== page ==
Once in a while Ted Rall's cartoons are funny, but as an essayist, he makes Noam Chomsky look like Bernard Lewis: he's an incredibly callous, wrong-headed, self-loathing assplow. John Giuffo doesn't much like him either and tells why in the new Comics Journal:
- Perhaps the best way to begin a critique of Rall's work is to rewind the clock to that fateful fall day, and examine some of his strips and columns in chronological order. The cynicism began in earnest on Sept. 13 with a column titled "Tear it Down, and They Will Die: The Inevitable Takes the World Trade Center." In it, he entirely ignores the pain and suffering of a city and a nation, doesn't waste so much as a sentence on the people who died, and, after quoting from a long-ago lecture by an unnamed college instructor (Rall must have taken exceptionally accurate class notes to quote so extensively so many years later) gets right to placing the ultimate blame for the destruction of the Twin Towers on — you guessed it — us. It was our hubris that brought them down. Not theocratic Islamism. Not hateful, ignorant impotence. We should never have built them — it was dumb of us, he insisted. And we paid the price for our pride. "If it hadn't been passenger jets commandeered by terrorists, it would have been something else," he wrote while a city still held hope that it's loved ones might yet come home.
Aside from the infuriatingly misplaced blame, it is here that Rall shows the first signs of his almost inhuman level of coarseness — a willful disregard of the pain of others in an effort to prove that his take on the situation is more enlightened, informed and right than the rest of the world (in a Nov. 12 strip, he says, "Secretly, they [Americans] think the World Trade Center footage is cool"). He was just getting warmed up.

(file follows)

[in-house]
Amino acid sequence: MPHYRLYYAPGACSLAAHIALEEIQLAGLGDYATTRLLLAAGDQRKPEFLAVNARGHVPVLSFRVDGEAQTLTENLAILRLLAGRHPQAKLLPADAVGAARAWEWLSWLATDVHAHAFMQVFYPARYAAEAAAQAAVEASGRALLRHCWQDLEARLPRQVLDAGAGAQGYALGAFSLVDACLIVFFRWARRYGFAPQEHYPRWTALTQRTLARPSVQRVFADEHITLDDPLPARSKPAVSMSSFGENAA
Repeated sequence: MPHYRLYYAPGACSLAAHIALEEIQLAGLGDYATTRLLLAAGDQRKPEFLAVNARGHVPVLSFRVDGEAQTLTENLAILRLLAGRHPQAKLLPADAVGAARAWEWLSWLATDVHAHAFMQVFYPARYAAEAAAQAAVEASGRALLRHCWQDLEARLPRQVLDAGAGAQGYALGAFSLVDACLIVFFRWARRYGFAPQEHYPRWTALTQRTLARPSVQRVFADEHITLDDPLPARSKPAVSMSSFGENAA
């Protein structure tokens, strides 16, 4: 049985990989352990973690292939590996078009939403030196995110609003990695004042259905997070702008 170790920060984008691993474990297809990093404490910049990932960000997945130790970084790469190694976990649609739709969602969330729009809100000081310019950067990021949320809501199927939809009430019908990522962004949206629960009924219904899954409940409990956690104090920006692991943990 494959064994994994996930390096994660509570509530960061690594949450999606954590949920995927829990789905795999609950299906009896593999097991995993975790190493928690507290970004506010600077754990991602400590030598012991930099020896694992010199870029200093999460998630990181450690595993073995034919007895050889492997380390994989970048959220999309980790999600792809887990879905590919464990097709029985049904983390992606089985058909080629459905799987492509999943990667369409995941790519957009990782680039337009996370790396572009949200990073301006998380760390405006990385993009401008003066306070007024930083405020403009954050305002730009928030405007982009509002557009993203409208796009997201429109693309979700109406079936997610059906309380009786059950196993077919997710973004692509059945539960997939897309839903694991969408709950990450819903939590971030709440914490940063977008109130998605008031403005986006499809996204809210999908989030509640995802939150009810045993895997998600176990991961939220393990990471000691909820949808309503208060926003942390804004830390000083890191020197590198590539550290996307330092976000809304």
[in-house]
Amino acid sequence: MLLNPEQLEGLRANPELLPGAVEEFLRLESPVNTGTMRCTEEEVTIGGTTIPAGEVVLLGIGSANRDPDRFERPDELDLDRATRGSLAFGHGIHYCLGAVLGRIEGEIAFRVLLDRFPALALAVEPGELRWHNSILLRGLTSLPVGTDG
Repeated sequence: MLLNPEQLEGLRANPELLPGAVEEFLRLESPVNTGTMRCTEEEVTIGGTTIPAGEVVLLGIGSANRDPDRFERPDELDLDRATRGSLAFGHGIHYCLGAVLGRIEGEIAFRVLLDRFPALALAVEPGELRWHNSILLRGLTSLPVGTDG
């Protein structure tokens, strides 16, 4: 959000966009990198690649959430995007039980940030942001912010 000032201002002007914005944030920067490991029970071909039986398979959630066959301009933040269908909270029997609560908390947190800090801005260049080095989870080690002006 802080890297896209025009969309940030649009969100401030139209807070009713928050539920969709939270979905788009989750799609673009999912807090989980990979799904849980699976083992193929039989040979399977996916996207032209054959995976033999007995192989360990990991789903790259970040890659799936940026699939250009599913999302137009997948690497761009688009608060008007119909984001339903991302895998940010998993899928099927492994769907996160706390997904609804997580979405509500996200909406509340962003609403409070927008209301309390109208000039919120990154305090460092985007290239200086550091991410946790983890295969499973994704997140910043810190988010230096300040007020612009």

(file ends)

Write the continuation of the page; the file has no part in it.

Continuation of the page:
On Sept. 20, in a column that reads like an almost-paean to the bravery of "Nineteen Guys Who Shook The World," he discusses the ways in which "Osama and his jihad boys sized us up fairly well," and unmasked the American paper tiger. He then goes on to explain how the national economy has "plunged into recession and beyond," and how the attacks spelled the beginning of the end of the American empire ("with a bang and a whine"). Of course, the economy hasn't plunged beyond recession and America is still around — his prognostication is as accurate as his geopolitical analysis. He also spends a good deal of time spinning conspiracy theories about what he viewed as the probability that United Flight 93, which crashed over Pennsylvania, had been shot down by fighter planes and subsequently covered up by the government. He bases this analysis on the fact that, nine days after the crash, the flight data recorder transcripts still hadn't been released and he reasons — if we can call it that — that the government must be keeping them secret as part of a cover-up. We see this unsubstantiated paranoia pop up again and again in future strips and columns.